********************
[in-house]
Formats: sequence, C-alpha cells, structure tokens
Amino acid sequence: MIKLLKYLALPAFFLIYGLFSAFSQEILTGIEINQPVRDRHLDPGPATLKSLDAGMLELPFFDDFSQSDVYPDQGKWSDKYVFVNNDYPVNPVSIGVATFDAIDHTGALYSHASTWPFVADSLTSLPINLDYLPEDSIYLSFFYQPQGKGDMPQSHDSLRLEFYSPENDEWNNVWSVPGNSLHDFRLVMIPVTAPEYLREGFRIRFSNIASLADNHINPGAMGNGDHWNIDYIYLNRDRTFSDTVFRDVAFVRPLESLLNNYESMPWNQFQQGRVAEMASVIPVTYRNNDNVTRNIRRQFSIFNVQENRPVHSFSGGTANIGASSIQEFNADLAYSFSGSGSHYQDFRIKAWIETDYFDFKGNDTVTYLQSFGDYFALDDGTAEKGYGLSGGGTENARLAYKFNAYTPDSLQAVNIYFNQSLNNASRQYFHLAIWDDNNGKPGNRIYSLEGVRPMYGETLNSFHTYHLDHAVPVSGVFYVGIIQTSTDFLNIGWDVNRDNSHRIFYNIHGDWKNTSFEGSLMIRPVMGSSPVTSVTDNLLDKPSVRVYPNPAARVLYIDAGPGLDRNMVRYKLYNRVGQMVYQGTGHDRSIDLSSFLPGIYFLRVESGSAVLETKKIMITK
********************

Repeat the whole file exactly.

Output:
[in-house]
Formats: sequence, C-alpha cells, structure tokens
Amino acid sequence: MIKLLKYLALPAFFLIYGLFSAFSQEILTGIEINQPVRDRHLDPGPATLKSLDAGMLELPFFDDFSQSDVYPDQGKWSDKYVFVNNDYPVNPVSIGVATFDAIDHTGALYSHASTWPFVADSLTSLPINLDYLPEDSIYLSFFYQPQGKGDMPQSHDSLRLEFYSPENDEWNNVWSVPGNSLHDFRLVMIPVTAPEYLREGFRIRFSNIASLADNHINPGAMGNGDHWNIDYIYLNRDRTFSDTVFRDVAFVRPLESLLNNYESMPWNQFQQGRVAEMASVIPVTYRNNDNVTRNIRRQFSIFNVQENRPVHSFSGGTANIGASSIQEFNADLAYSFSGSGSHYQDFRIKAWIETDYFDFKGNDTVTYLQSFGDYFALDDGTAEKGYGLSGGGTENARLAYKFNAYTPDSLQAVNIYFNQSLNNASRQYFHLAIWDDNNGKPGNRIYSLEGVRPMYGETLNSFHTYHLDHAVPVSGVFYVGIIQTSTDFLNIGWDVNRDNSHRIFYNIHGDWKNTSFEGSLMIRPVMGSSPVTSVTDNLLDKPSVRVYPNPAARVLYIDAGPGLDRNMVRYKLYNRVGQMVYQGTGHDRSIDLSSFLPGIYFLRVESGSAVLETKKIMITK